superficial PR playday. 

Ideally, May Day is not conceived for the pur- 
pose of impressing our guests with the spiritual 
or material prograss which George Fox is said to 
be making. As beautiful as our campus is, as im- 
pressive as the architecture of new buildings 
might be, as proficient as our athletes are, even 

as lovely and dedicated as our Queen Elaine is 

we would not laud these as the greatest assets of 
our college. We are proud of them—but we have 
a greater Cause to present this day. 

We should, as a Christian college commun- 
ity, radiate the presence of Jesus Christ through 
our May Day festivities. If you, as our guests, 
leave this campus without having felt the touch 
of this Christ upon your own lives, May Day 1965 
has failed. But we pray believing that it shall 
not be so. 

— BGB 



RON 



INGS 



The Kind' of People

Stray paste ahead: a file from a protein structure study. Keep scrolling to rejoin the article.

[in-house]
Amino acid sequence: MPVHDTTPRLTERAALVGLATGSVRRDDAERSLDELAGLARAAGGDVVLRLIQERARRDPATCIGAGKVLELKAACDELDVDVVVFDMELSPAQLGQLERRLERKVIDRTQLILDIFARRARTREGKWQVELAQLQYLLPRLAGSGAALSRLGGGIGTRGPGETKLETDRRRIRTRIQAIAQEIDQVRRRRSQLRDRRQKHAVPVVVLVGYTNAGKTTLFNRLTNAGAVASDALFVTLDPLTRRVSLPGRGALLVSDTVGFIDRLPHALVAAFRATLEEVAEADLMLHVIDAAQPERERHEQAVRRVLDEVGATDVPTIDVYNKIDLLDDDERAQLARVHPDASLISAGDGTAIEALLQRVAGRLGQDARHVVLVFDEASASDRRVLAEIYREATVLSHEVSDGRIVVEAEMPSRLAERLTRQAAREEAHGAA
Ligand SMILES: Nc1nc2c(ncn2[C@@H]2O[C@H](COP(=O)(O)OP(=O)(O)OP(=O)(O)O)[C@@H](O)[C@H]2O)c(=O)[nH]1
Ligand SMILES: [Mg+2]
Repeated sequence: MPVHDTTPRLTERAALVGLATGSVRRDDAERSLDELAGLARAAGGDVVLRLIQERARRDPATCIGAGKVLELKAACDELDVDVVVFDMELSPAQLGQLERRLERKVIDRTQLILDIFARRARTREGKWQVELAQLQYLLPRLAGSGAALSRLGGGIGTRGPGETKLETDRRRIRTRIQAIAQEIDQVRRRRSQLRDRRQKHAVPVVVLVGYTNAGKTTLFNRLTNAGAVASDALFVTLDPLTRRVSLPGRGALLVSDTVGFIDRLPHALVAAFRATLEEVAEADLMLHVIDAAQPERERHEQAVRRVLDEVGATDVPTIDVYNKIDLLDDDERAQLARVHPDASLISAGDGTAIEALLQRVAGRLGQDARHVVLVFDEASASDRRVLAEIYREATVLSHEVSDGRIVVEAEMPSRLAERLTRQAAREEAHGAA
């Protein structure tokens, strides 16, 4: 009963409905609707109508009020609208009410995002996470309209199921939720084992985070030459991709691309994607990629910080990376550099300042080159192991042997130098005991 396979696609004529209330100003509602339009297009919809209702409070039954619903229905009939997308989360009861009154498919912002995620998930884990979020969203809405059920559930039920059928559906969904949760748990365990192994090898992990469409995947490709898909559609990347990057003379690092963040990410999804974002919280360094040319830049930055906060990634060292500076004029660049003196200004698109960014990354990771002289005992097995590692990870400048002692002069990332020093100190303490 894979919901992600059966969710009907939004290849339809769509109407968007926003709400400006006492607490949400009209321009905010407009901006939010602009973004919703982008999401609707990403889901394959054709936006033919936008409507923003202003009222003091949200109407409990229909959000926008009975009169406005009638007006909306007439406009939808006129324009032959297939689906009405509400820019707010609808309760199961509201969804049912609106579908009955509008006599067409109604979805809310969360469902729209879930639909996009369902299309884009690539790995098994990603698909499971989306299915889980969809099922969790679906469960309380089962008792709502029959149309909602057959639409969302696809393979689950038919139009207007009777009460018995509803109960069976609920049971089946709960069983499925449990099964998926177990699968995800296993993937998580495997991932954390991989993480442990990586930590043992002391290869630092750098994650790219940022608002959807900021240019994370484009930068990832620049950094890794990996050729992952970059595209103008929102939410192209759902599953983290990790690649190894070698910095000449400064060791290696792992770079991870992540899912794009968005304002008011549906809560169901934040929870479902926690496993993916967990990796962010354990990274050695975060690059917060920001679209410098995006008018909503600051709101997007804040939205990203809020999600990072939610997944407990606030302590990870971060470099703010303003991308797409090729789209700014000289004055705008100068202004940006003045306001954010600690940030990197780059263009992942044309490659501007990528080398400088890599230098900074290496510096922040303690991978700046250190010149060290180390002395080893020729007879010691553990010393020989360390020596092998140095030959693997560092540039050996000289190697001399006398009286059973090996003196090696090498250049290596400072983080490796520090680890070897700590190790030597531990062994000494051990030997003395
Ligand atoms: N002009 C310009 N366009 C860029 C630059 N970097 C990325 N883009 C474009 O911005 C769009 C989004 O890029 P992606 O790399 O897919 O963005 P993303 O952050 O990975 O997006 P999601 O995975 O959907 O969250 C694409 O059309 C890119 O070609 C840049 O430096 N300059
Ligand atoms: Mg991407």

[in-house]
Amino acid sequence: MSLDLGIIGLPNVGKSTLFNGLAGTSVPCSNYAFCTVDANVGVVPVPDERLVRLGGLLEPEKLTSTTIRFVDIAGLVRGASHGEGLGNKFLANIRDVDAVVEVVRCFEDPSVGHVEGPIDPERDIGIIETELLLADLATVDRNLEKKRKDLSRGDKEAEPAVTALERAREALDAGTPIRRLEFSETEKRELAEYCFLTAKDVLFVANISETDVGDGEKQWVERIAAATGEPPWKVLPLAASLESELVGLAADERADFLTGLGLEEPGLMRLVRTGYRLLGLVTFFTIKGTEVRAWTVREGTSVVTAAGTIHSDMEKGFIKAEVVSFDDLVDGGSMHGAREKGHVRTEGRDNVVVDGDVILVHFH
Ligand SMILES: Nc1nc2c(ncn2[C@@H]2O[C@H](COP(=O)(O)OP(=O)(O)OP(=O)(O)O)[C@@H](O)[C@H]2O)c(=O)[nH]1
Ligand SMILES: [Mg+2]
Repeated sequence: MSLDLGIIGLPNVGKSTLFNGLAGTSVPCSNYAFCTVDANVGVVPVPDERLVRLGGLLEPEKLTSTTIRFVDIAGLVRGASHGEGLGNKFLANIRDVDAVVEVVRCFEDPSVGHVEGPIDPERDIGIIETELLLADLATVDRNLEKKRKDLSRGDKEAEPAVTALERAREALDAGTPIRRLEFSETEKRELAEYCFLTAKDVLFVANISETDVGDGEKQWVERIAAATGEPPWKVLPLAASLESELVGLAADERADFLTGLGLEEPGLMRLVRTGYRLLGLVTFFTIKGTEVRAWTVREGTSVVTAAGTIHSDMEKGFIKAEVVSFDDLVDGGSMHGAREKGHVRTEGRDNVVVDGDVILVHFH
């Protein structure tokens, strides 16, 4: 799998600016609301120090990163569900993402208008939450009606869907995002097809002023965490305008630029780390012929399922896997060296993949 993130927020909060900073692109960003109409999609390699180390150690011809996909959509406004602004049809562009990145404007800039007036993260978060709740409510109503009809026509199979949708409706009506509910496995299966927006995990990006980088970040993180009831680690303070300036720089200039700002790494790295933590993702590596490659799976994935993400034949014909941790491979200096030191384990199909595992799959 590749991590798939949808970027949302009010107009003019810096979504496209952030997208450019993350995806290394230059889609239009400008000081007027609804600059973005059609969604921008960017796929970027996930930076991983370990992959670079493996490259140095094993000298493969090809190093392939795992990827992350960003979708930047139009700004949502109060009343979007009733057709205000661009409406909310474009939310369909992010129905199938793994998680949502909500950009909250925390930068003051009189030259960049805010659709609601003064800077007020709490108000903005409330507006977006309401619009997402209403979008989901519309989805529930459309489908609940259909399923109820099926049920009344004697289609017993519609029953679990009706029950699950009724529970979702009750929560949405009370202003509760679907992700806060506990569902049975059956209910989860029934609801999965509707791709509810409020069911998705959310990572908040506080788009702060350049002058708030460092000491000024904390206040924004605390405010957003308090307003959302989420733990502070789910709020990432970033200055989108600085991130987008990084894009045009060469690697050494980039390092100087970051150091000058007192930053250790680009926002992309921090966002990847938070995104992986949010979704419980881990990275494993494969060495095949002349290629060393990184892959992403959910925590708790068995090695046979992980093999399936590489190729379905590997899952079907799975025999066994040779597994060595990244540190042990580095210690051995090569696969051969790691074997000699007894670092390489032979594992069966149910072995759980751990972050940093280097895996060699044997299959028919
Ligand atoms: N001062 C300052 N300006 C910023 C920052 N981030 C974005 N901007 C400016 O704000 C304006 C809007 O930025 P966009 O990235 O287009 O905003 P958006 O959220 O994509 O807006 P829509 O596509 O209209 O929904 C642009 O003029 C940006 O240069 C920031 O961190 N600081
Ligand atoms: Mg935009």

By Ron Stansell, ASGFO President 
Once upon a campus time, a happy alumnus returned to his 
rejuvenated alma mater, proudly praising its "great leap for- 
ward." Whatever this might have meant to him* it reminds me 
that no college can ever really accomplish more than the people 
behind it. Buildings and money are great, but the use of them 
is more important. In short, a glorious "great leap" is sort of 
a shallow substitute for people. 

As a retiring Student Council member, it seems to me that 
this same idea applies to our new slate of officers. Only dedi- 
cated Christians have a chance to lead GF students forward to 
consistent Christian goals. 

We talk about changes on our campus and changes there are 
Changes may come, but George Fox will never outgrow the need 
for people— the right kind of people. 

Let me dedicate these few words of advice to our newly- 
elected ASGFC President, Fred Gregory. Fred, GF has a great 
future; I'm convinced of that. It has great opportunities for 
student leadership also, opportunities that you and your council 
dare not overtook. Make next year a good one; plan ahead, strive 
for integrity, and be a little visionary while you're at it. 

Student government wasn't created just to buck administra- 
tion policy. Yet every council member has a mind of his own 
and he should used it. Student body elections are over, and coun- 
cil is poised, ready to initiate new ideas and programs. Council